• Assess how likely or unlikely each risk is. Equate through high risk, medium, and low potential.

  • Consider the consequences of a risk manifesting itself.

  • Identify what you would do in the event of a risk manifesting itself. Prepare your strategy based on the above recommendations.

  • Finalize what you have considered and prepare your Risk Management Strategy based on an evaluation of cost, potential and potential damage.

Setting up a business can be difficult in more ways than one. With so much to consider, it’s important that you are aware of the factors to consider and consult your insurance agency to set about preparing for these obstacles. With a clear head, an appetite for success and an awareness of the risks, your start-up will prove successful.

Learn more about Risk Management; ask one of our experts

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6 Vital Ingredients For Your Restaurant Insurance Plan

Espresso

Insurance is necessary for the protection of any business, especially restaurants. Restaurants, due to the number of hazardous situations that can occur to the business or a customer, require multiple types of insurance. Here are the top six types of insurance you need for your restaurant

1. Property Insurance 

Property insurance is important in protecting your restaurant in many instances of damage to physical property or vandalism. Many insurers only cover certain types of damage, so pay close attention when choosing your insurance. Insurers may offer different insurance plans when it comes to natural disasters such as storms and floods.

2. Loss of Business Insurance 

The restaurant business can be very unpredictable, so having loss of business insurance can cover many of the finances lost in the event your restaurant should have to shut down. Loss of business insurance, however, can be costly. Depending on the severity of the loss of finances, you may find yourself breaking even.

3. Food Contamination Insurance 

Food contamination insurance is important for you to have in the event that there is a power outage due to electrical errors or a storm. This insurance will cover the cost of the spoiled foods in the refrigerators and freezers.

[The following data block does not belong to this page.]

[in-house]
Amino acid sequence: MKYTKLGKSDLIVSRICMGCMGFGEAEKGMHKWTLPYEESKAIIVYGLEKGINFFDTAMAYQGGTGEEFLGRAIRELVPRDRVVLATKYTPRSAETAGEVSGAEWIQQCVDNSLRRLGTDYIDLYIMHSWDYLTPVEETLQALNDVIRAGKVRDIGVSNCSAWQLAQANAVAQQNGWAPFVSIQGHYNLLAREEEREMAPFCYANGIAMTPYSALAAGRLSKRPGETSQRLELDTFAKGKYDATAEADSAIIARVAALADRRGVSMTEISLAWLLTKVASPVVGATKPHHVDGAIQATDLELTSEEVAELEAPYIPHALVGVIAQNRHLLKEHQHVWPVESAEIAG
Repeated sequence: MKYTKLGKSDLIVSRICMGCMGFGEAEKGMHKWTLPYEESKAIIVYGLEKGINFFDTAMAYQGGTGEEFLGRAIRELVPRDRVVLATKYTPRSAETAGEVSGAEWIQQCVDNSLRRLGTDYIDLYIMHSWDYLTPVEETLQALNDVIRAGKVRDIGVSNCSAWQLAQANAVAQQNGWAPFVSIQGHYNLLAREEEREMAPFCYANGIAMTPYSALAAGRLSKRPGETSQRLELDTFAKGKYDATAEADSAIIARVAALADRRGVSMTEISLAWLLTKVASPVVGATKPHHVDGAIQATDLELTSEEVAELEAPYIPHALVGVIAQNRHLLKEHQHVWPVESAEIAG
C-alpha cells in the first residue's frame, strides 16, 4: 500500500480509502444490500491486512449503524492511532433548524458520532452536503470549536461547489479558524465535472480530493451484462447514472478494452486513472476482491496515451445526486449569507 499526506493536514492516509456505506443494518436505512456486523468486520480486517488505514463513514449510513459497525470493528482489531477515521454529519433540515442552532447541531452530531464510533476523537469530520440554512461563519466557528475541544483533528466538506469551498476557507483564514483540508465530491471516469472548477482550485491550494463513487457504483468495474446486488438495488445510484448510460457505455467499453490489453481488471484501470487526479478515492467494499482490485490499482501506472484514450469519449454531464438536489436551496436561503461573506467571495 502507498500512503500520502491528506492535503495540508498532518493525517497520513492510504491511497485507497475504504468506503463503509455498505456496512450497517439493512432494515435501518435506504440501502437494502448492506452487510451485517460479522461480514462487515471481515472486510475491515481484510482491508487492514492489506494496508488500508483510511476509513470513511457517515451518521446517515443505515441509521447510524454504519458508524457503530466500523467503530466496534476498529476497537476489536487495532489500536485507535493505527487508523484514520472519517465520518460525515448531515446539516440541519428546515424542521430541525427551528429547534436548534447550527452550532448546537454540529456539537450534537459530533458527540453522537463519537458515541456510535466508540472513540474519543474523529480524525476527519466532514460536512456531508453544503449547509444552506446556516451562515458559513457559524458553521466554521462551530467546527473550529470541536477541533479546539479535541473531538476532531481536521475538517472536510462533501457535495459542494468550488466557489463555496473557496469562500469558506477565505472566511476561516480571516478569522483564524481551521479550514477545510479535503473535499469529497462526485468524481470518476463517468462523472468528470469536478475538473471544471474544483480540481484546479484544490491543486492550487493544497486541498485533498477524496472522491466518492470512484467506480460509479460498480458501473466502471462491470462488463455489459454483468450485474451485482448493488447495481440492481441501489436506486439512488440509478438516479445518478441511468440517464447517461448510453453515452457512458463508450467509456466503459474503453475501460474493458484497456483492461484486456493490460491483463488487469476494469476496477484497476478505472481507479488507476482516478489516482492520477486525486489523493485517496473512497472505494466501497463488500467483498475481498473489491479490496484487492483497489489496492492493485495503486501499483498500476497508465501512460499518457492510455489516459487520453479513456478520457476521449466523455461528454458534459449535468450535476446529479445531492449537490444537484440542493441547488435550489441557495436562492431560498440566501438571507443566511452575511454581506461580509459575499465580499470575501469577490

4. Workers Compensation Insurance 

Most states require that a restaurant carry some type of workers compensation plan. As an employee in a restaurant you may be exposed to potentially hazardous situations, such as close proximity to fire and chemicals. In the event that a worker incurs a work-related injury, workers compensation insurance will be able to protect your business.

5. General Liability 

General liability covers the large majority if situations where a customer would want to sue the restaurant. There are several scenarios where a customer could fall into harms way, it is important to be prepared.

6. Liquor Liability 

If your restaurant has a liquor license you should have liquor liability to protect your business in the event that a customer consumes too much alcohol and injures himself or others.

Have we answered your insurance question? If not, head over to our website or ask an expert! 

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Restaurant Workplace Accidents Are COSTLY!

We all know that safety is important, but are you aware just how costly a workplace injury can be? According to the Occupational Safety and Health Administration (OSHA), the average eye injury costs $1,463. It may not seem like much money, but the extra expense to pay for injuries has a powerfully negative effect to our restaurant’s bottom line.

Why is profitability also an important issue to you? The only way that  can stay in business is to operate at a profit, and that ability can be threatened by a serious workplace injury.

The Real Cost of Workplace Injuries

It may be surprising to hear that most companies do not have a high profit margin—3 percent is about average. Expenses take a large chunk of the income, and competition limits how much we charge our patrons.

Each time an accident occurs, the cost of the injury must be subtracted from profits. Consider the following two examples:

  • At a 5 percent profit margin, an extra $20,000 in sales is needed to compensate for a $1,000 injury.
  • If the profit margin is nearer to 1 percent, an additional $100,000 worth of new income is necessary to maintain that profit level for the same injury.

As you can see, that adds up to a lot of extra income just to compensate for a single injury. And we all know that we can’t just find more customers because we need the extra income. Thus, every time a worker gets hurt on the job, other employees are affected, too. The company may be forced to make difficult budget decisions such as cutting hours or jobs, plus some employees will need to work extra hours to make up for the injured employee’s lost time.

Also, recovering from an injury can mean time away from work, reduced compensation, painful rehabilitation and frustrating adjustments to daily life.

Practice Prevention

Though operating at a profit is essential to our success, our top priority is to keep our employees safe and healthy. That’s why we are counting on you to help practice good safety principles, including following all safety procedures, even if they seem unnecessary or slow you down. Safe work behavior will contribute directly to our bottom line as well as to everyone’s job security. By observing safety precautions, we can limit accidents.

It is always wiser to spend a bit more time doing the job safely than to risk getting a serious injury. Be sure to always follow all safety guidelines and stay alert for unsafe conditions